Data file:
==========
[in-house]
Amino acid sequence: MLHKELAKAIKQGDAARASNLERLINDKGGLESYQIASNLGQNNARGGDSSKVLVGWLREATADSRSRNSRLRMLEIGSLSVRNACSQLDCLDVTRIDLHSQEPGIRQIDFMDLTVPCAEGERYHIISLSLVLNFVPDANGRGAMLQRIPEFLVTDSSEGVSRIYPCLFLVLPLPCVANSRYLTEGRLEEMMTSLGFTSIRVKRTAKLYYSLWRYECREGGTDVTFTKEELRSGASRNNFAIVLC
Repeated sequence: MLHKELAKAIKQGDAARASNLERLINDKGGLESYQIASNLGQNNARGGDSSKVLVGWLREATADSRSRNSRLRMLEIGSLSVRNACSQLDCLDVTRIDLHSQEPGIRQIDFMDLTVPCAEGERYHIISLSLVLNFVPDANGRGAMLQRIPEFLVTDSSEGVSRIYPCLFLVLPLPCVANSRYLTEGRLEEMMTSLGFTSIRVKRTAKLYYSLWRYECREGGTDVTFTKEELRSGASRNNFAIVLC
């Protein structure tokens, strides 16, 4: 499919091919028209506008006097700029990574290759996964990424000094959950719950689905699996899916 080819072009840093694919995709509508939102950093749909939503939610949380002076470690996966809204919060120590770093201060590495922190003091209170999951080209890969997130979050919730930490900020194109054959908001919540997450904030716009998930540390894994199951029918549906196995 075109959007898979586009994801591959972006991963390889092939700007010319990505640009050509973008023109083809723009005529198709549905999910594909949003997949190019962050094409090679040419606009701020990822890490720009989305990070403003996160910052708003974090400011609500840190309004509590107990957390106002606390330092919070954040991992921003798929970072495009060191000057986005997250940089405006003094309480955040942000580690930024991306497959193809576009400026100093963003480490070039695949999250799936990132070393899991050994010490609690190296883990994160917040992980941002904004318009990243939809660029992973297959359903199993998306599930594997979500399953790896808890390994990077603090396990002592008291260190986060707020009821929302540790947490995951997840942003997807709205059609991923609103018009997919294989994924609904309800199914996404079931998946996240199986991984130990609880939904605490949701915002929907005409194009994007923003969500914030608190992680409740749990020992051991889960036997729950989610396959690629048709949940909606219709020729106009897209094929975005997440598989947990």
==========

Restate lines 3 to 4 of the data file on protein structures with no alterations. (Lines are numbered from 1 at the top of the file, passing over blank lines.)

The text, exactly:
Repeated sequence: MLHKELAKAIKQGDAARASNLERLINDKGGLESYQIASNLGQNNARGGDSSKVLVGWLREATADSRSRNSRLRMLEIGSLSVRNACSQLDCLDVTRIDLHSQEPGIRQIDFMDLTVPCAEGERYHIISLSLVLNFVPDANGRGAMLQRIPEFLVTDSSEGVSRIYPCLFLVLPLPCVANSRYLTEGRLEEMMTSLGFTSIRVKRTAKLYYSLWRYECREGGTDVTFTKEELRSGASRNNFAIVLC
């Protein structure tokens, strides 16, 4: 499919091919028209506008006097700029990574290759996964990424000094959950719950689905699996899916 080819072009840093694919995709509508939102950093749909939503939610949380002076470690996966809204919060120590770093201060590495922190003091209170999951080209890969997130979050919730930490900020194109054959908001919540997450904030716009998930540390894994199951029918549906196995 075109959007898979586009994801591959972006991963390889092939700007010319990505640009050509973008023109083809723009005529198709549905999910594909949003997949190019962050094409090679040419606009701020990822890490720009989305990070403003996160910052708003974090400011609500840190309004509590107990957390106002606390330092919070954040991992921003798929970072495009060191000057986005997250940089405006003094309480955040942000580690930024991306497959193809576009400026100093963003480490070039695949999250799936990132070393899991050994010490609690190296883990994160917040992980941002904004318009990243939809660029992973297959359903199993998306599930594997979500399953790896808890390994990077603090396990002592008291260190986060707020009821929302540790947490995951997840942003997807709205059609991923609103018009997919294989994924609904309800199914996404079931998946996240199986991984130990609880939904605490949701915002929907005409194009994007923003969500914030608190992680409740749990020992051991889960036997729950989610396959690629048709949940909606219709020729106009897209094929975005997440598989947990």